IN RE: Paul BROWN, as President of Building and Construction Trades Council of Buffalo and Vicinity, Building and Construction Trades Council of Buffalo and Vicinity, and Operating Engineers Local 17 Training Fund, Petitioners-Respondents, v. COUNTY OF ERIE, Tom Greenauer Development, Inc., and Associated Builders and Contractors, Inc., Respondents-Appellants. (Appeal No. 2.)
In 2006, respondent County of Erie (County) enacted Local Law 2-2006 (Local Law) requiring, in relevant part, that any contractor seeking to enter into a construction contract with the County must have “in place and provide written proof” that the contractor has a “New York State Certified Worker Training Program.” When the County bid a public works project in 2007, however, no bidder, including the bidder who was awarded the contract, respondent Tom Greenauer Development, Inc. (Greenauer), submitted the requisite written proof of compliance with the Local Law.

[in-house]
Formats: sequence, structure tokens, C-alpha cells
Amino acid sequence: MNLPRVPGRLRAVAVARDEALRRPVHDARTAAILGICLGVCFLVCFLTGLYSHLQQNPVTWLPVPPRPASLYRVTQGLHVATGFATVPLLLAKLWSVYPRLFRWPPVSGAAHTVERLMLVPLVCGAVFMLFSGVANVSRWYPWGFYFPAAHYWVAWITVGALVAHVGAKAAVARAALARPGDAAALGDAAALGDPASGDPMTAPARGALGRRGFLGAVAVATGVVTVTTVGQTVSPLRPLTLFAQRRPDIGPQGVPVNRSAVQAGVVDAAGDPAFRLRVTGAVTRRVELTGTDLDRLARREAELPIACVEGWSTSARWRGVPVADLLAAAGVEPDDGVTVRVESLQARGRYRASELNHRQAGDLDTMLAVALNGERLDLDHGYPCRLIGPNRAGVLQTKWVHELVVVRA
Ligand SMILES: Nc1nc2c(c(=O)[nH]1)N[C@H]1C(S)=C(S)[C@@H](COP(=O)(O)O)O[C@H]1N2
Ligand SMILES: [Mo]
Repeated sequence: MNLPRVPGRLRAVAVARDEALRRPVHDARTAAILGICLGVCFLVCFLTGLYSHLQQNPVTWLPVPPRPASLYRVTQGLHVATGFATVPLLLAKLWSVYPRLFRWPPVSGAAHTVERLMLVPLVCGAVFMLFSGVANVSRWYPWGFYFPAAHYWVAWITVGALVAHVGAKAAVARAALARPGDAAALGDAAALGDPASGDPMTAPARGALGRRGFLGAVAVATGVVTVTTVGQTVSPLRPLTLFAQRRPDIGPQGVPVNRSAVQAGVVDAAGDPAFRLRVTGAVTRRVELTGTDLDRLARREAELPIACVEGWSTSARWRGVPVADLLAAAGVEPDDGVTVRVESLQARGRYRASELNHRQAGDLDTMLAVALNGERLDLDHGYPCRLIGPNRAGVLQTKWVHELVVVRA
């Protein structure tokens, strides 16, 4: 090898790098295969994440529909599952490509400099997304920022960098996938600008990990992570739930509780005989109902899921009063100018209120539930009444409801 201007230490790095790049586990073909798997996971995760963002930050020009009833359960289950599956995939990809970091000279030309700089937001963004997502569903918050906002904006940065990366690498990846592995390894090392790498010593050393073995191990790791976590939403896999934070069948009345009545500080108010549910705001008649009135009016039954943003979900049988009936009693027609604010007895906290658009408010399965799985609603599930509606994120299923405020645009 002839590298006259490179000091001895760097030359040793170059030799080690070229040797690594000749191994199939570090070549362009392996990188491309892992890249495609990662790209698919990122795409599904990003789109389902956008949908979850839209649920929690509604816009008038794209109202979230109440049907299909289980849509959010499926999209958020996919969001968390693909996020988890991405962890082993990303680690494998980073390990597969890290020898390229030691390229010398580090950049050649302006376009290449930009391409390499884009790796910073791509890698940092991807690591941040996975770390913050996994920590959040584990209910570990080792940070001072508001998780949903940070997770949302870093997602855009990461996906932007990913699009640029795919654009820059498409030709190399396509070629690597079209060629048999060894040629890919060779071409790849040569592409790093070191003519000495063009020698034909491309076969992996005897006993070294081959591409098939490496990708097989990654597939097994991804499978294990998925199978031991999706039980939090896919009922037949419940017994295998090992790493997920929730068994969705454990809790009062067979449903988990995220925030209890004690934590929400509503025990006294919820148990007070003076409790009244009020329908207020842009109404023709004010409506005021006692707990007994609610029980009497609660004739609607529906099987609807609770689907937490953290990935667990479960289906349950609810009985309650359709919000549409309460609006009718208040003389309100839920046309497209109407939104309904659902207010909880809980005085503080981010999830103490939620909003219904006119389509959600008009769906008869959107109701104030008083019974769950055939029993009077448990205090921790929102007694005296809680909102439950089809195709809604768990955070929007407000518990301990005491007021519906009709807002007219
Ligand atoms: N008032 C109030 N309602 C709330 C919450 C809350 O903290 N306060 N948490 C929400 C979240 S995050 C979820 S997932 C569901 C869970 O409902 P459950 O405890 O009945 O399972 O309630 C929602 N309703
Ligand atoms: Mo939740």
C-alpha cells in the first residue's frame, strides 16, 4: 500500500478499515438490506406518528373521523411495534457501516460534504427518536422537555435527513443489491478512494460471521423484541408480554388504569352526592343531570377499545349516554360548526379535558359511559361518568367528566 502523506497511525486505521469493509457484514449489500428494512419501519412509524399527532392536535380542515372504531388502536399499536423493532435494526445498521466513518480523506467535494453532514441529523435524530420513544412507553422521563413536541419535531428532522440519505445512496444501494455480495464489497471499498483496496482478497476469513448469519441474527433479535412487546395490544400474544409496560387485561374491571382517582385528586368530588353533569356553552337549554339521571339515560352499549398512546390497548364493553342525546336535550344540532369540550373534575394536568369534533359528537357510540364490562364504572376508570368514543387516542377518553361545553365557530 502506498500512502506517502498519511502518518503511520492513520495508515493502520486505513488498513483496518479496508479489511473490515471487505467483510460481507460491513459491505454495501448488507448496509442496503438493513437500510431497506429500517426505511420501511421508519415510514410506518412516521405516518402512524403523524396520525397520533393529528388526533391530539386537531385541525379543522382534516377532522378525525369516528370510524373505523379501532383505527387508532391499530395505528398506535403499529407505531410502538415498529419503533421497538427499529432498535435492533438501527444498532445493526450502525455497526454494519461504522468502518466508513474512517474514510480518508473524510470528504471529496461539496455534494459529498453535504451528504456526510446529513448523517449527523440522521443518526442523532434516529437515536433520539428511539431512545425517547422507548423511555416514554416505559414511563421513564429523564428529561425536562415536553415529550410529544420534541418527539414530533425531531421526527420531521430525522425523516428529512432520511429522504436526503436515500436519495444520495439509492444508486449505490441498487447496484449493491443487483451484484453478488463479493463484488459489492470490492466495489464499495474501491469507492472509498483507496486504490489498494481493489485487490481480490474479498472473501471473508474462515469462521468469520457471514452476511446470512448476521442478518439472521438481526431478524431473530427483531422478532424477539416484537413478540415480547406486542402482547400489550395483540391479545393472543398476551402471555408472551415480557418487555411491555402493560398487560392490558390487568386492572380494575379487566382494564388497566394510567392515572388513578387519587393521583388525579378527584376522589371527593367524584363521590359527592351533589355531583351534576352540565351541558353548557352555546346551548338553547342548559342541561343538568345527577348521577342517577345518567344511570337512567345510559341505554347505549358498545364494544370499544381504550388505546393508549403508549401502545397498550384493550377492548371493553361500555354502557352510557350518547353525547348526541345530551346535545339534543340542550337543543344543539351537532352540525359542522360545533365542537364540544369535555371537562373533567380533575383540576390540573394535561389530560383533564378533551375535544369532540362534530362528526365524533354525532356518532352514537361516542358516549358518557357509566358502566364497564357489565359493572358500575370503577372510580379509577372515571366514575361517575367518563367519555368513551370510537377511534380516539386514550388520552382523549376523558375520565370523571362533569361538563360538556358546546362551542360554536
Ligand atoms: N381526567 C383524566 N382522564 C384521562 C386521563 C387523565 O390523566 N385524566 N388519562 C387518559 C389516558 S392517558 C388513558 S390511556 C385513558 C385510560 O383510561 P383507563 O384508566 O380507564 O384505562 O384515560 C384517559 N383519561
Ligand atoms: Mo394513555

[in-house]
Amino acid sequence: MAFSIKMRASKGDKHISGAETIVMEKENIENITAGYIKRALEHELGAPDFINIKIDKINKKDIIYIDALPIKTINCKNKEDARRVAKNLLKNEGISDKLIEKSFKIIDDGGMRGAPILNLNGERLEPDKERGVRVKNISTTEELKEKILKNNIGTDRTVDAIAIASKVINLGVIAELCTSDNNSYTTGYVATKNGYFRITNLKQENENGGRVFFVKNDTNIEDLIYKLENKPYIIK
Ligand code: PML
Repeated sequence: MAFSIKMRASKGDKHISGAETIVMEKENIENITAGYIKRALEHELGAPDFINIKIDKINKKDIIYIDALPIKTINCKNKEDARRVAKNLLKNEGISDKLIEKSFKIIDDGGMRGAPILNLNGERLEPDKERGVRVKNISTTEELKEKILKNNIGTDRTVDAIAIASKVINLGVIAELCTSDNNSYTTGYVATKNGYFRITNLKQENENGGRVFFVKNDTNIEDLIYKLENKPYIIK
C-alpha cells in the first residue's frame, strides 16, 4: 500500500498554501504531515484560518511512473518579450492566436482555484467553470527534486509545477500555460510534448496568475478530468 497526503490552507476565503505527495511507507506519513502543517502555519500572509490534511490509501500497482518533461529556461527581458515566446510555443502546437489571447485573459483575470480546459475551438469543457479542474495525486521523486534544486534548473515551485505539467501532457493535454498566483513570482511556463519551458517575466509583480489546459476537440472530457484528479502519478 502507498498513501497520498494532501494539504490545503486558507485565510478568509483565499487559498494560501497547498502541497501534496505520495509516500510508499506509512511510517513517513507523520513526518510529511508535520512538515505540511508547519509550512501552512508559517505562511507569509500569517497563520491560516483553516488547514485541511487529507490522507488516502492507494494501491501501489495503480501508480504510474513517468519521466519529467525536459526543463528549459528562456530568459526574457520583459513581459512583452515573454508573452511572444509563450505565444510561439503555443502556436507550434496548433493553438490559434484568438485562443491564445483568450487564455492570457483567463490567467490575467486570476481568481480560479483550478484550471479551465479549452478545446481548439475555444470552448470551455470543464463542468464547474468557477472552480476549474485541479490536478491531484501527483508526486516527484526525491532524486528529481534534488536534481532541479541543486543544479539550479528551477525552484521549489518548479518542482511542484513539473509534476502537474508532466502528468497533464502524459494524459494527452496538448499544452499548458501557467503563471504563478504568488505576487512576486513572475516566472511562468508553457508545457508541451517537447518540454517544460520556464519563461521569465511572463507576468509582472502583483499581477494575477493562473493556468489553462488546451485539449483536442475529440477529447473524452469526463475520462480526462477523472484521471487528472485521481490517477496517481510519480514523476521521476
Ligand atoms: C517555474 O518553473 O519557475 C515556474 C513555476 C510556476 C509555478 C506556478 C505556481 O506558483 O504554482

In this CPLR article 78 proceeding, petitioners seek a determination that the contract between the County and Greenauer was invalid inasmuch as Greenauer did not have the requisite training program. According to petitioners, Kandey Company, Inc. (Kandey), a nonparty, should have been awarded the contract because it had a collective bargaining agreement with a union (hereafter, Local 17) that is a member of petitioner Building and Construction Trades Council of Buffalo and Vicinity (Council), and petitioner Operating Engineers Local 17 Training Fund (Training Fund) provides apprentice training to members of Local 17. We agree with the County and Greenauer that Supreme Court erred in denying their motions to dismiss the petition on the ground that petitioners lack standing to challenge the County's award of the contract to Greenauer.